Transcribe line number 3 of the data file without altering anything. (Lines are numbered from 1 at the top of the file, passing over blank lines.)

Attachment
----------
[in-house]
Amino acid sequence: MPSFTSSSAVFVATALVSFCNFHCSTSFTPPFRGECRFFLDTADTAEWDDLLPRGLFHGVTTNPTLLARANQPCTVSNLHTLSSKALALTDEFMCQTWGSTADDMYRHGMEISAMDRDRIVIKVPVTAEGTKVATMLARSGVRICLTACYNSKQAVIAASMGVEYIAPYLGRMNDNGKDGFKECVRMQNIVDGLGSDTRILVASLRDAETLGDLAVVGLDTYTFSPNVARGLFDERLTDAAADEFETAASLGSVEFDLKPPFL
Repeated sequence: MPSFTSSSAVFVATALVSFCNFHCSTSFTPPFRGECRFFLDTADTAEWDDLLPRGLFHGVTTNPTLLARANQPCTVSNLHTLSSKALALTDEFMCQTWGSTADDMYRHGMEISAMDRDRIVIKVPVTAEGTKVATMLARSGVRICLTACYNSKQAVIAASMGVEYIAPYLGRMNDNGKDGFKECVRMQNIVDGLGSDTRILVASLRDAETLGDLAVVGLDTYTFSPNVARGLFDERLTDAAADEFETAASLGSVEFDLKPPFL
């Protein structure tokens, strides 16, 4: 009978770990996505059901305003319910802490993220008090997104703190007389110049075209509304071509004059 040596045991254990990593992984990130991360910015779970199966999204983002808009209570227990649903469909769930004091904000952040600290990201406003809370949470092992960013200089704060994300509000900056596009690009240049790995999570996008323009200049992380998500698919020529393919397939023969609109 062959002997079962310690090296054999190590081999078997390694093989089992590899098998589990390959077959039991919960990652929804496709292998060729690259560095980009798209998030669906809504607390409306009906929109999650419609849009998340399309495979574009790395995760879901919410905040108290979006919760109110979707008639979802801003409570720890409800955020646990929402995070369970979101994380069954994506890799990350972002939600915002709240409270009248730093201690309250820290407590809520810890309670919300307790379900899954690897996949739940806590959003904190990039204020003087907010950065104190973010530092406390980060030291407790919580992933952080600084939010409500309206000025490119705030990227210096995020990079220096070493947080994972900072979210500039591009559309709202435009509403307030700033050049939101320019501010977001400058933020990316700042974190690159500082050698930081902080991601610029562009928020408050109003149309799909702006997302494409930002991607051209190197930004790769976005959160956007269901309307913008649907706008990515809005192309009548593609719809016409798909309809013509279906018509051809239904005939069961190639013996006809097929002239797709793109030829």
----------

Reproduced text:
Repeated sequence: MPSFTSSSAVFVATALVSFCNFHCSTSFTPPFRGECRFFLDTADTAEWDDLLPRGLFHGVTTNPTLLARANQPCTVSNLHTLSSKALALTDEFMCQTWGSTADDMYRHGMEISAMDRDRIVIKVPVTAEGTKVATMLARSGVRICLTACYNSKQAVIAASMGVEYIAPYLGRMNDNGKDGFKECVRMQNIVDGLGSDTRILVASLRDAETLGDLAVVGLDTYTFSPNVARGLFDERLTDAAADEFETAASLGSVEFDLKPPFL